THE woman before me in the queue is paying for her free range chicken breasts. That’s €5, thank you very much. I have an entire free range chicken. At €6.50, I’m spending more but I’ll joint it into portions: breast, thigh, wing, leg to make three meals. I can feed four comfortably with the breasts supplemented, maybe with some rice and beans. Thighs, wings and legs, roasted with olive oil, herbs and garlic, yield succulent, flavoursome meat, delicious hot or cold. Furthermore, I’ll simmer that carcass for a few hours creating an exquisite, nutritious ‘Jewish penicillin’ soup or an incomparable stock.
Food writer Michael Pollan’s maxim, ‘Eat food, mostly plants, not too much,’ is an excellent basis for a healthy and inexpensive diet as we don’t really require red meat more than once or twice a week and with some judicious shopping, including chicken and fish, you could be feeding nutritious ‘meat’ meals to a family of four for as little as €15 euro a week. But first, leave your comfort zone — the supermarket.
When you go to the supermarket, you pay, above all else, for the convenience of getting your weekly shop over with as quickly as possible. But convenience comes at a price, most especially, when purchasing fresh produce. Take beef, for example. A good, independent, craft butcher sells dry-aged beef, sometimes hung for nearly a month, allowing the real flavours to develop. But hanging loses weight, up to a third, which equals lost profit. Supermarkets are especially allergic to lost profit so beef on their shelves was probably slaughtered just days ago and will never taste as good as hung meat.
Some of the major multiples have begun responding to a cannier, post-Celtic Tiger customer, offering ‘aged’ beef but that can mean ‘wet-aged’, ie vac-packed and ‘aged’ under sealed plastic, no loss of weight but, again, the taste is inferior. Secondly, the multiples usually only bother with ‘prime’ cuts, those fetching premium prices.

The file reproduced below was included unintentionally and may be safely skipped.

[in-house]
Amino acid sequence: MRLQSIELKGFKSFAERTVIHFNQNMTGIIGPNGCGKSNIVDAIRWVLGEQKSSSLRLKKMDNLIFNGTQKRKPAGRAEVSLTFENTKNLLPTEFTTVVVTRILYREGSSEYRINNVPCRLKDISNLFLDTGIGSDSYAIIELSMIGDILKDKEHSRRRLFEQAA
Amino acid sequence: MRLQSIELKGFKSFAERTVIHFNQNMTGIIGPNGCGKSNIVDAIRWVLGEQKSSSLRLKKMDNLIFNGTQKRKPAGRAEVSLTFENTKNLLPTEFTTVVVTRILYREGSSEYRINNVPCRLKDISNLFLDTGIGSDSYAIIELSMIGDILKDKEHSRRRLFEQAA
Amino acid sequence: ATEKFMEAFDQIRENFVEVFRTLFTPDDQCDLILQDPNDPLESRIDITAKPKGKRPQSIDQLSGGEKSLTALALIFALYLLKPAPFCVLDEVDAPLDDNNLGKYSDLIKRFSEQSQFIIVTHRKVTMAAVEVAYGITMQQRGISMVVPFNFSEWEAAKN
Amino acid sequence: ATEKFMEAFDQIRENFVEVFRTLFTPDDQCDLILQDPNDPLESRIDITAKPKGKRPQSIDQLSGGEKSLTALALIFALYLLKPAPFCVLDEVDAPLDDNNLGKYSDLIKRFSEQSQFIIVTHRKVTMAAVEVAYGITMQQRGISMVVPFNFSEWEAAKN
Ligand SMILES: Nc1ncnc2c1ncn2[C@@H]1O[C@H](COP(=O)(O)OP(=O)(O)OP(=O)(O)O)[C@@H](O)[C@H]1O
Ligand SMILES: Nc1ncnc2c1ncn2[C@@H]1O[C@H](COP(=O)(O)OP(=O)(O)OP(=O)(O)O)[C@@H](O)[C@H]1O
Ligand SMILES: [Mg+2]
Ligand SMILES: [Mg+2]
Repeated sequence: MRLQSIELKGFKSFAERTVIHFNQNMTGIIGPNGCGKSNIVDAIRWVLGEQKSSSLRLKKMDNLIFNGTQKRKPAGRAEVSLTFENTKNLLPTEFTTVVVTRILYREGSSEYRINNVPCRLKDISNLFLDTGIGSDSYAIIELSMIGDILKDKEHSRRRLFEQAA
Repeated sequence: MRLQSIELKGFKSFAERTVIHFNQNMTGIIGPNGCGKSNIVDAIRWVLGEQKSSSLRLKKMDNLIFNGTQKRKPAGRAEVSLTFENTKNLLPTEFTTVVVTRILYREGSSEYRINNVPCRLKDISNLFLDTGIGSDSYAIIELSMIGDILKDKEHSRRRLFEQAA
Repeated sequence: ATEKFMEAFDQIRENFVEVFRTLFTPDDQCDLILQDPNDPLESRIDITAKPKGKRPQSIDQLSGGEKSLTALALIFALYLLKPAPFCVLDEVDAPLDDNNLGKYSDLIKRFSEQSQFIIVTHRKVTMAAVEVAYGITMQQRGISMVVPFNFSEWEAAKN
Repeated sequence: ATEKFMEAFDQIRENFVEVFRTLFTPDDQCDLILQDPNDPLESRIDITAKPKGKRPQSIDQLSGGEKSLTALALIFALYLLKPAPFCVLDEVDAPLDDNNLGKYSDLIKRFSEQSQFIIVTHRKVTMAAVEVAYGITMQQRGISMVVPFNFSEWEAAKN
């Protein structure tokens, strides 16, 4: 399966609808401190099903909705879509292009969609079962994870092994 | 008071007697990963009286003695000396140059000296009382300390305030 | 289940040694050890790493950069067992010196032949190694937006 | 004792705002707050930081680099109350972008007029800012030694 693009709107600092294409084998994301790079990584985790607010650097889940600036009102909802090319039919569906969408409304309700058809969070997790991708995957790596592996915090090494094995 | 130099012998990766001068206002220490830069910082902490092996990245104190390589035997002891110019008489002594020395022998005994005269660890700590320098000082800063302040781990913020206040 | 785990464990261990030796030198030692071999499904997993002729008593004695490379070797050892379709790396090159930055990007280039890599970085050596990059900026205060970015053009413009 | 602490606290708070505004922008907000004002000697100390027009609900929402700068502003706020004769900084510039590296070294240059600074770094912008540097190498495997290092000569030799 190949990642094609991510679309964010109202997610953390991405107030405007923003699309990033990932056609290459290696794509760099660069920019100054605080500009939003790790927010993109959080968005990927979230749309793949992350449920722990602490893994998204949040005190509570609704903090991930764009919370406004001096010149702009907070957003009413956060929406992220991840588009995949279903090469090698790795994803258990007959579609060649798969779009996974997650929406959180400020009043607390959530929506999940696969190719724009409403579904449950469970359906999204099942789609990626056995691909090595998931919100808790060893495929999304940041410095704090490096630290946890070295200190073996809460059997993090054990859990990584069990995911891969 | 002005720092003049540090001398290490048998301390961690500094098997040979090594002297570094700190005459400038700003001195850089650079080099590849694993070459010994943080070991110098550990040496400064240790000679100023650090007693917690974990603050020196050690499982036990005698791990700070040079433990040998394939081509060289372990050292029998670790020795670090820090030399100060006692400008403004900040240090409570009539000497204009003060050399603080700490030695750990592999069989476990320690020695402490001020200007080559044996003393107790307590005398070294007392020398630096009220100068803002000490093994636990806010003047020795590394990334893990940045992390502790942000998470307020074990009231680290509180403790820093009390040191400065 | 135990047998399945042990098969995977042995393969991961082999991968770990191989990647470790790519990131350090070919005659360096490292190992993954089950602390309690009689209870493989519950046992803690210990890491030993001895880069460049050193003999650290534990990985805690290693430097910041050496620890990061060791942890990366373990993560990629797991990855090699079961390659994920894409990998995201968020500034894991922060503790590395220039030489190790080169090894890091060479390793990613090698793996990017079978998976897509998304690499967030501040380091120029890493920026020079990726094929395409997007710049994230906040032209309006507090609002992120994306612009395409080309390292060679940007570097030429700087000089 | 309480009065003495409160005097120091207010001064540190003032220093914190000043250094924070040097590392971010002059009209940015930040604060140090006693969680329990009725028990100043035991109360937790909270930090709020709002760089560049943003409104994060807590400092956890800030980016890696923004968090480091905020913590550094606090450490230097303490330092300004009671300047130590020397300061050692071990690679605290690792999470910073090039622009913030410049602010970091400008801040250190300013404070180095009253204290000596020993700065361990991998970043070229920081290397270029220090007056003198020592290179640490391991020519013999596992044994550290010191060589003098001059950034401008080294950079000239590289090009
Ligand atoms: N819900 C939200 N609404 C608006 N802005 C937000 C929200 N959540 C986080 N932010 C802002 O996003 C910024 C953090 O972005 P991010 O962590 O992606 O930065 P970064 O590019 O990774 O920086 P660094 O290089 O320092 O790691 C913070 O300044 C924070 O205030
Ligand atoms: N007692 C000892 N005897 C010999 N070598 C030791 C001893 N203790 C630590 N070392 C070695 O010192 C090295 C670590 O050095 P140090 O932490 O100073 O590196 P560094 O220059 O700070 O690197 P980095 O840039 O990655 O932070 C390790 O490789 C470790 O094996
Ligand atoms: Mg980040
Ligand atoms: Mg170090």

“A lot of lesser known, very versatile cuts, offer great value to both customer and butcher, says Eoin O’Mahoney of O’Mahoney’s Butchers in the English Market in Cork. “Neck of lamb, breast of lamb, practically for nothing, flank steak and also various continental cuts. Offal is becoming trendy again amongst the foodie set and hence more expensive but there is still value here — calves liver at €3 per kg.”
But with some butchers merely replicating the supermarket model, how do you identify a genuine craft butcher? “See that they’re cutting directly from carcasses,” says O’Mahoney, “Many are selling pre-packed cuts but proper butchers practice whole-beef or whole-animal butchery, buying in whole carcasses of beef, pork, lamb and can offer any cut you require.”
Due to regulation, much butchery now has to take place off-site but even still it should be possible to establish whether you are dealing with a genuine craft butcher, ideally sourcing meat locally. But before you go casing for carcasses after nightfall, you could take a leaf from previous generations, shop around and ask. First ask good cooks, professional or amateur, for recommendations, then ask the butcher if they practise whole-animal butchery; ask if they can do specialised cuts and offal for you, even precious, precious bones. Ask if animals are dry-aged. Some shysters will spin you a line but you’ll soon taste the difference on the plate. Our parents and grandparents always seemed to know where the best meat at the best price was to be had but it is more knowledge we bartered for convenience.
Expand your knowledge of simple cooking techniques, learn to braise and slow roast. A lot of the less expensive cuts carry more muscle and connective tissue and require longer, slower cooking to break down but when they do, they carry a depth of flavour far deeper than most filet mignon.
Supermarkets can offer chicken for a good price but beware false economies. A cheap battery chicken comes at a cost to the animal’s welfare and to your health and wealth: a nutritionally inferior and bland-tasting bird that loses weight dramatically during cooking. A slightly dearer free range bird can be a saving.
* Joe McNamee (josephdmcnamee.com) is a member of the Irish Food Writers' Guild